Building a Z-Frame Gate
This gate is sturdy and easy to make. The more closely spaced the pickets, the stronger the gate. You will probably want to use the same pickets on your gate as are on the fence. But don’t be afraid to mix up designs a bit. A gate with a curved top adds visual interest to a straightforward fence. Choose your hardware along with the gate design. A T-hinge is stronger than a strap hinge, but a screw-hook hinge is the strongest, and makes it easy to remove the gate—simply lift it up.
Tools: Drill, framing square, circular saw, sabersaw, hammer.
Weight vs. Strength - A massive gate may be stronger in itself, but its extra weight requires heavy-duty hinges and may strain your posts. A lighter gate is easier to use, can be installed with lighter hardware, and looks less forbidding. Consider the use and abuse the gate will get. If kids will be hanging on it, you may want to build a stronger box-frame or sandwich gate. In addition, make sure the post is strong, and install heavy-duty hinges.
1. Lay out the pickets. Cut the pickets roughly to length (you will cut the tops off later) and lay them on a well-swept, flat surface. Space them evenly apart, with at least 1/8 inch space between them so the wood can expand and contract. If possible, space them so they come out to the exact width you want. If not, cut the pieces on either side. Avoid narrow pieces. Use a framing square to make sure the bottom corners are square.
2. Add bracing. Cut two 2x4s to the width of the gate, minus 1/4 inch. Taking care not to bump the pickets out of alignment, set the 2x4s on top of the pickets parallel to each other and about 4 inches from the bottom and the top of the gate. At each joint, drive in two 2-inch decking screws. Drill pilot holes using an alternating pattern to avoid splitting the wood. Hold a 2x4 diagonally from the top of the hinge side to the bottom of the latch side and mark for cutting. Cut and install it in the same way.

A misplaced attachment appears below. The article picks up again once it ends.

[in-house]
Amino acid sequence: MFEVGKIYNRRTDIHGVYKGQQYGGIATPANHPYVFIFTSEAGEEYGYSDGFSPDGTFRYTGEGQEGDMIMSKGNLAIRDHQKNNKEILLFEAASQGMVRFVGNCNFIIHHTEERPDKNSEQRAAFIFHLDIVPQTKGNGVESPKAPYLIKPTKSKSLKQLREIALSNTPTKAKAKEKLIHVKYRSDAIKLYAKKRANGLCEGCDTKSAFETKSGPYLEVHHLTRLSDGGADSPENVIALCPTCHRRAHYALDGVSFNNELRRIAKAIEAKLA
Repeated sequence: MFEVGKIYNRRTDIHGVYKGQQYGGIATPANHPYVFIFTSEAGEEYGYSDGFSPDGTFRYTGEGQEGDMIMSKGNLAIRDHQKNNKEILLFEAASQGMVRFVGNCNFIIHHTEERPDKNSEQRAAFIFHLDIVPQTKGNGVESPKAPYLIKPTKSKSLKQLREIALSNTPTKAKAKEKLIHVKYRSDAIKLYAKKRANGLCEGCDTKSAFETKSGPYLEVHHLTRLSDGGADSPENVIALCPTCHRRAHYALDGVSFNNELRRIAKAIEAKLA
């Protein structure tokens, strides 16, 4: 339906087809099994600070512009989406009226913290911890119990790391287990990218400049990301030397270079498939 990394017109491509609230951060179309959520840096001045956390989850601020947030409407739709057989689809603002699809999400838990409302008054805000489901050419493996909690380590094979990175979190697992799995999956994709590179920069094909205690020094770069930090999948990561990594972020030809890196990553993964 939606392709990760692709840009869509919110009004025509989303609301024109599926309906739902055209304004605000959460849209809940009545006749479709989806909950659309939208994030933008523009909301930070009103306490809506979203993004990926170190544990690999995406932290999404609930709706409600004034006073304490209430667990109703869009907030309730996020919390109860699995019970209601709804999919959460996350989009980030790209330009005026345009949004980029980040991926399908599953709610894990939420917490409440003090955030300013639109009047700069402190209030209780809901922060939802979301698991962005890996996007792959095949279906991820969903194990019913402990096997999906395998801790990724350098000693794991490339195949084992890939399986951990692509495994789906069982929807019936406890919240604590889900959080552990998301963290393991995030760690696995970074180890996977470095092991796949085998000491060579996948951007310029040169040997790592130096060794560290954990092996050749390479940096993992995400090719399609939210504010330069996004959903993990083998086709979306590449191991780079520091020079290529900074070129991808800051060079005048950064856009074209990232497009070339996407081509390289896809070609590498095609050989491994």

3. Mark a curve and cut. Turn the gate over and place it on a set of horses or a table so you can cut it. Make a compass out of a pencil and string to draw a curve on the top. Take care that the cut won’t go below the top brace on the sides. Cut along your guideline with a sabersaw and lightly sand all the edges. Paint the gate or apply sealer.
4. Prepare the posts. Plumb and brace your posts carefully. If the hinge post is not plumb in both directions, the gate will either close or open by itself and you’ll need to install a gate-closing spring. Firmly tamp soil around the base of each post or set the post in concrete.
Applying Finishes Before Assembly - Tom Sawyer discovered that it takes a lot of time to work a brush into all the nooks and crannies of a fence. Even a short fence soaks up a surprising amount of paint or stain. Unless you are like Tom and have gullible friends, your best bet is to finish the fence pieces before you assemble them. So, after the posts are set, cut the rails and screening, lay them out on sawhorses or another support system, and apply the finish of your choice with a roller or brush.
Use good exterior paint or stain. Both wood and metal must be primed first; this properly seals the surface so the top coating will hold up longer under exposure to severe weather. Spraying paint makes this job even faster, but the overspray wastes a lot of finish and may kill nearby vegetation if you’re not careful. You also must be careful to spray on calm days or you risk getting windblown paint on houses and cars parked in the area. Once your prefinished fence is assembled, you’ll have to go back and touch up spots that have been marred by hammer tracks, saw cuts, and other knocks and dings of assembly. Just to be on the safe side, apply a third coat to the tops of the posts and to the joints between the rails and posts.
Making a Box-Frame Gate